Revenge, Tax Informing, and the Optimal Bounty
Journal of Public Economic Theory, 2001, vol. 3, issue 2, 225-33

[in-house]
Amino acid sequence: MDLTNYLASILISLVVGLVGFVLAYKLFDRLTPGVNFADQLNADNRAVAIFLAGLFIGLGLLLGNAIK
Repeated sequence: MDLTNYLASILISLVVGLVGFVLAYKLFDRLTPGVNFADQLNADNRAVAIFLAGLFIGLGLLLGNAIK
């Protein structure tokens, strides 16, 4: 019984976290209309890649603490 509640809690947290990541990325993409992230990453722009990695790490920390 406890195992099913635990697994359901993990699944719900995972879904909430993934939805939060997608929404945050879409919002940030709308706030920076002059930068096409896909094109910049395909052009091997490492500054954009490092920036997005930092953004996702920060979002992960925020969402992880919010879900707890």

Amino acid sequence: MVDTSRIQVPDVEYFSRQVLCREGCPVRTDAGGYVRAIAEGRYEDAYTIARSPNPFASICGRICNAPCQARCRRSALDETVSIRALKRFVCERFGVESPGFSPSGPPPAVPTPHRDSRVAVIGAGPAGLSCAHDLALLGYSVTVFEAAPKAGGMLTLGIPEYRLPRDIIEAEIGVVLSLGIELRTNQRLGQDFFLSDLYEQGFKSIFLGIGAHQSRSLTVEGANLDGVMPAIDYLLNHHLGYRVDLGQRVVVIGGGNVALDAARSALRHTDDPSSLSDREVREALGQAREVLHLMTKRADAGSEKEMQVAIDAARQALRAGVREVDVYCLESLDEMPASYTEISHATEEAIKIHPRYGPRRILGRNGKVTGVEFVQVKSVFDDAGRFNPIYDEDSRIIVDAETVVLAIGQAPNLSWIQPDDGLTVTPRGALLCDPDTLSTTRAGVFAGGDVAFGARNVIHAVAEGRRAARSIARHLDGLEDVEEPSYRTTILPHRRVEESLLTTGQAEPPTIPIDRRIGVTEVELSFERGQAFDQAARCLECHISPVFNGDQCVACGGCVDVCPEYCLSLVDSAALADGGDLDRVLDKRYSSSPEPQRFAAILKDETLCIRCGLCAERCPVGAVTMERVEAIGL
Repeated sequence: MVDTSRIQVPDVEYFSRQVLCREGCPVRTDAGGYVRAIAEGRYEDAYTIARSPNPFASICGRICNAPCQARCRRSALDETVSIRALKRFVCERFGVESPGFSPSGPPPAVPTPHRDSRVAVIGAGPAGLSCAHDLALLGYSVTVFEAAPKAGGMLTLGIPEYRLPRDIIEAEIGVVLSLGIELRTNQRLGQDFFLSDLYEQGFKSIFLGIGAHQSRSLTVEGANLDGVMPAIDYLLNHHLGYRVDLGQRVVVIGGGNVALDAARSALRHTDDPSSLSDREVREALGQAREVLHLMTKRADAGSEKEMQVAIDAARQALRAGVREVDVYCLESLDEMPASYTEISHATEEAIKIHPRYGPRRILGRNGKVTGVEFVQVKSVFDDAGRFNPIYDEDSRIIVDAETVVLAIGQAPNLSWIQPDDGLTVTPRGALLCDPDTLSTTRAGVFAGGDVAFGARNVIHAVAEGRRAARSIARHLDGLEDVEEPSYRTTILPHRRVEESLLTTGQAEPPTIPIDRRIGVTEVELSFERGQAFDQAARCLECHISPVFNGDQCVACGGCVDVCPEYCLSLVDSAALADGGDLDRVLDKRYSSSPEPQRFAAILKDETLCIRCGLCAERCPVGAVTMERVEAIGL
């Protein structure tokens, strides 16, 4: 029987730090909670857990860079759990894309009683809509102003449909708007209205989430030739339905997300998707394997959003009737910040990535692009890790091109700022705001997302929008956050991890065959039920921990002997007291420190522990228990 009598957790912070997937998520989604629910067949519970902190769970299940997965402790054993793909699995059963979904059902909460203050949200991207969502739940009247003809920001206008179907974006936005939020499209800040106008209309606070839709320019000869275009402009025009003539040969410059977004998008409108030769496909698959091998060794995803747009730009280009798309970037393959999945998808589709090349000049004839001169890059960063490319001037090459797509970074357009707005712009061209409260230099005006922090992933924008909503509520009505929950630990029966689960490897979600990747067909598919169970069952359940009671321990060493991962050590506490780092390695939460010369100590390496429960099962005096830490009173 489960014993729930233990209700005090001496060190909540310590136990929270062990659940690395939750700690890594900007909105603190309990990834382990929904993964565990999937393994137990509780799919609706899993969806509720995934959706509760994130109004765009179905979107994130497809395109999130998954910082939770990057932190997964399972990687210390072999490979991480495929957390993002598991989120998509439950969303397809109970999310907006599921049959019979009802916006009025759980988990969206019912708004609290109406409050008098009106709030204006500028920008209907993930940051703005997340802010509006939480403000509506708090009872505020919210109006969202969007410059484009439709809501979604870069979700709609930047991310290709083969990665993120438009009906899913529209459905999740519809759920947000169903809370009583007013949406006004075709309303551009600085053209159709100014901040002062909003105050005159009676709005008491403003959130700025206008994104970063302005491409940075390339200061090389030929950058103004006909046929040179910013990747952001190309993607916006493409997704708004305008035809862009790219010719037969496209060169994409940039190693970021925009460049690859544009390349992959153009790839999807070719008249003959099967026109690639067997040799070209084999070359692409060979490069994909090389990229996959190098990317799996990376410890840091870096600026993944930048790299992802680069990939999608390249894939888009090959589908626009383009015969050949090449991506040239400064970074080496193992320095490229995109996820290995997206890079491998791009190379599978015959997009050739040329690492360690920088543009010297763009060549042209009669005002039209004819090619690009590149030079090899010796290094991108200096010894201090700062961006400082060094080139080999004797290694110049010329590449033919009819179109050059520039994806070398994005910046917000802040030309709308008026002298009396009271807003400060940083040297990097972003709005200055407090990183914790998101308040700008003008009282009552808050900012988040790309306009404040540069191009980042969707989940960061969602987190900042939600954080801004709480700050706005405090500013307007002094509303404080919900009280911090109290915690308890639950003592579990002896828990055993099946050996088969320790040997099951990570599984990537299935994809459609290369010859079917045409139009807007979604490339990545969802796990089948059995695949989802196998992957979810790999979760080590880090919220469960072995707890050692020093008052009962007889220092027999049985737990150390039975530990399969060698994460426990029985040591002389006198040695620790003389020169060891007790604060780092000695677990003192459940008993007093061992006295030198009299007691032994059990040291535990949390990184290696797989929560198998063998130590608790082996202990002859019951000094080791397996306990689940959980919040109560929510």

A common belief is that the IRS pays tax informants 10% of whatever their tips produce in revenue. Actually, the bounty rate is even lower, averaging, in recent years, less than 2% of the amount of taxes and fines recovered. Why is it that the IRS is so tightfisted in rewarding informants who help recover taxes that otherwise would not have been recovered? The present paper approaches this question from an economic perspective, introducing a simple model of the informing decision, the implications of which are incorporated into the tax administration's problem of selecting a bounty rate, as well as a probability of convicting informed-upon evaders, that maximize its expected net revenues from tax informing. The paper shows that a revenue-maximizing tax administration would set its bounty rate lower and its prosecution efforts higher, the stronger, at the margin, informants' desire to get revenge on former parties with whom they have quarreled. While the IRS may be guided by ethical and moral considerations in designing its bounty scheme, it nevertheless behaves as if it were cynically exploiting informants' emotional drives, cutting down on their fair share in the recovered amounts to help finance its efforts in prosecuting informed-upon evaders. Copyright 2001 by Blackwell Publishing Inc.
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